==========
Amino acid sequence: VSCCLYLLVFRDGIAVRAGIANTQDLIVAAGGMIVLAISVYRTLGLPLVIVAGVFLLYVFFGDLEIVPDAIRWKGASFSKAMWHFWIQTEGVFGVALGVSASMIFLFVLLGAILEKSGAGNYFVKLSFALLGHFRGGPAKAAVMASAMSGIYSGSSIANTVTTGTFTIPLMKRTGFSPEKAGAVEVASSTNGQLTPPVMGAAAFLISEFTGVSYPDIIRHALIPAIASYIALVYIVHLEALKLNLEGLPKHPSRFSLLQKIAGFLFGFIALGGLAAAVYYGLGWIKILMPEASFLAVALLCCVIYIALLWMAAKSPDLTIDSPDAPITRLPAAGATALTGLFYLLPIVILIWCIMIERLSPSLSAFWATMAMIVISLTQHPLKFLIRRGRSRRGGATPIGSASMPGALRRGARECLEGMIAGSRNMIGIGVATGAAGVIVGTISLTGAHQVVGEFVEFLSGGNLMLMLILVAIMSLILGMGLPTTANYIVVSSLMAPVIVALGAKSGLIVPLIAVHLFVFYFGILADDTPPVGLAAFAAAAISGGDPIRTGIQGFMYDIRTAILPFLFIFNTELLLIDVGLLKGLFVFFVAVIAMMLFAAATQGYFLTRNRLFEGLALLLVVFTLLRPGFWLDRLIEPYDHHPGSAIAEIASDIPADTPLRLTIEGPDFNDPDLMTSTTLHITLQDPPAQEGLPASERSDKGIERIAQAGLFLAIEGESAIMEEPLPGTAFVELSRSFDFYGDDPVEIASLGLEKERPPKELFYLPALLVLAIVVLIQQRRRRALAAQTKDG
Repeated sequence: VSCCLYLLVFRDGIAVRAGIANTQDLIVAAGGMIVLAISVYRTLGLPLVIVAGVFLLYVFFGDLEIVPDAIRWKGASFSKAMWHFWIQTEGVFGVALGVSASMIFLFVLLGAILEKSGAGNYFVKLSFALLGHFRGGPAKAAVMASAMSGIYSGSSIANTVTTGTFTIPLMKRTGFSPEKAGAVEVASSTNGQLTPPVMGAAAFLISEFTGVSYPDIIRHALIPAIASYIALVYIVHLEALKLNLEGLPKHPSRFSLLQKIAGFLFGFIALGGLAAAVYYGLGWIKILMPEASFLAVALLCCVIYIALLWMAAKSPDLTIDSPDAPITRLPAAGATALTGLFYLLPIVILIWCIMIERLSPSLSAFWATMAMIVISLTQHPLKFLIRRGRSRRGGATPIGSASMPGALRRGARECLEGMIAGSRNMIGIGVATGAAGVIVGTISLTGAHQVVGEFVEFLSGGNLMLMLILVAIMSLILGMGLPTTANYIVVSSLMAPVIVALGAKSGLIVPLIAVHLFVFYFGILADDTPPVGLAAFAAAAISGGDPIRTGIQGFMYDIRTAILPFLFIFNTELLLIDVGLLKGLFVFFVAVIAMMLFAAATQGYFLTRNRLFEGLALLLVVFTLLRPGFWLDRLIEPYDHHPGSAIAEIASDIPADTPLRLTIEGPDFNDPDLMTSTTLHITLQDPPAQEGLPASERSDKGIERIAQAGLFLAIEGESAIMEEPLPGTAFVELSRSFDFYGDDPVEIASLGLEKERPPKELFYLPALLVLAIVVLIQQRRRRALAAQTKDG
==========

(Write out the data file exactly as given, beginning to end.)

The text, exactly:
Amino acid sequence: VSCCLYLLVFRDGIAVRAGIANTQDLIVAAGGMIVLAISVYRTLGLPLVIVAGVFLLYVFFGDLEIVPDAIRWKGASFSKAMWHFWIQTEGVFGVALGVSASMIFLFVLLGAILEKSGAGNYFVKLSFALLGHFRGGPAKAAVMASAMSGIYSGSSIANTVTTGTFTIPLMKRTGFSPEKAGAVEVASSTNGQLTPPVMGAAAFLISEFTGVSYPDIIRHALIPAIASYIALVYIVHLEALKLNLEGLPKHPSRFSLLQKIAGFLFGFIALGGLAAAVYYGLGWIKILMPEASFLAVALLCCVIYIALLWMAAKSPDLTIDSPDAPITRLPAAGATALTGLFYLLPIVILIWCIMIERLSPSLSAFWATMAMIVISLTQHPLKFLIRRGRSRRGGATPIGSASMPGALRRGARECLEGMIAGSRNMIGIGVATGAAGVIVGTISLTGAHQVVGEFVEFLSGGNLMLMLILVAIMSLILGMGLPTTANYIVVSSLMAPVIVALGAKSGLIVPLIAVHLFVFYFGILADDTPPVGLAAFAAAAISGGDPIRTGIQGFMYDIRTAILPFLFIFNTELLLIDVGLLKGLFVFFVAVIAMMLFAAATQGYFLTRNRLFEGLALLLVVFTLLRPGFWLDRLIEPYDHHPGSAIAEIASDIPADTPLRLTIEGPDFNDPDLMTSTTLHITLQDPPAQEGLPASERSDKGIERIAQAGLFLAIEGESAIMEEPLPGTAFVELSRSFDFYGDDPVEIASLGLEKERPPKELFYLPALLVLAIVVLIQQRRRRALAAQTKDG
Repeated sequence: VSCCLYLLVFRDGIAVRAGIANTQDLIVAAGGMIVLAISVYRTLGLPLVIVAGVFLLYVFFGDLEIVPDAIRWKGASFSKAMWHFWIQTEGVFGVALGVSASMIFLFVLLGAILEKSGAGNYFVKLSFALLGHFRGGPAKAAVMASAMSGIYSGSSIANTVTTGTFTIPLMKRTGFSPEKAGAVEVASSTNGQLTPPVMGAAAFLISEFTGVSYPDIIRHALIPAIASYIALVYIVHLEALKLNLEGLPKHPSRFSLLQKIAGFLFGFIALGGLAAAVYYGLGWIKILMPEASFLAVALLCCVIYIALLWMAAKSPDLTIDSPDAPITRLPAAGATALTGLFYLLPIVILIWCIMIERLSPSLSAFWATMAMIVISLTQHPLKFLIRRGRSRRGGATPIGSASMPGALRRGARECLEGMIAGSRNMIGIGVATGAAGVIVGTISLTGAHQVVGEFVEFLSGGNLMLMLILVAIMSLILGMGLPTTANYIVVSSLMAPVIVALGAKSGLIVPLIAVHLFVFYFGILADDTPPVGLAAFAAAAISGGDPIRTGIQGFMYDIRTAILPFLFIFNTELLLIDVGLLKGLFVFFVAVIAMMLFAAATQGYFLTRNRLFEGLALLLVVFTLLRPGFWLDRLIEPYDHHPGSAIAEIASDIPADTPLRLTIEGPDFNDPDLMTSTTLHITLQDPPAQEGLPASERSDKGIERIAQAGLFLAIEGESAIMEEPLPGTAFVELSRSFDFYGDDPVEIASLGLEKERPPKELFYLPALLVLAIVVLIQQRRRRALAAQTKDG